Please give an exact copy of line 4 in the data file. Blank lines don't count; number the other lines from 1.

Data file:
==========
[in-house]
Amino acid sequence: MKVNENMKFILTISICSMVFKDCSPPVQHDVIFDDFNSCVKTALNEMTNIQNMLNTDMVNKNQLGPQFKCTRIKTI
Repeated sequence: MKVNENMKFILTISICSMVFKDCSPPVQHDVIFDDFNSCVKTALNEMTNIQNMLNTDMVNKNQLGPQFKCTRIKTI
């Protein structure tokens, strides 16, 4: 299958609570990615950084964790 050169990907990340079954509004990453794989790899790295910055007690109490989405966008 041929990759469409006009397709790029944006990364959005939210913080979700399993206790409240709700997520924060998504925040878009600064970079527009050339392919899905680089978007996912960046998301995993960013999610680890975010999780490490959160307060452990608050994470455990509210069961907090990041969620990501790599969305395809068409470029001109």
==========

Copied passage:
């Protein structure tokens, strides 16, 4: 299958609570990615950084964790 050169990907990340079954509004990453794989790899790295910055007690109490989405966008 041929990759469409006009397709790029944006990364959005939210913080979700399993206790409240709700997520924060998504925040878009600064970079527009050339392919899905680089978007996912960046998301995993960013999610680890975010999780490490959160307060452990608050994470455990509210069961907090990041969620990501790599969305395809068409470029001109």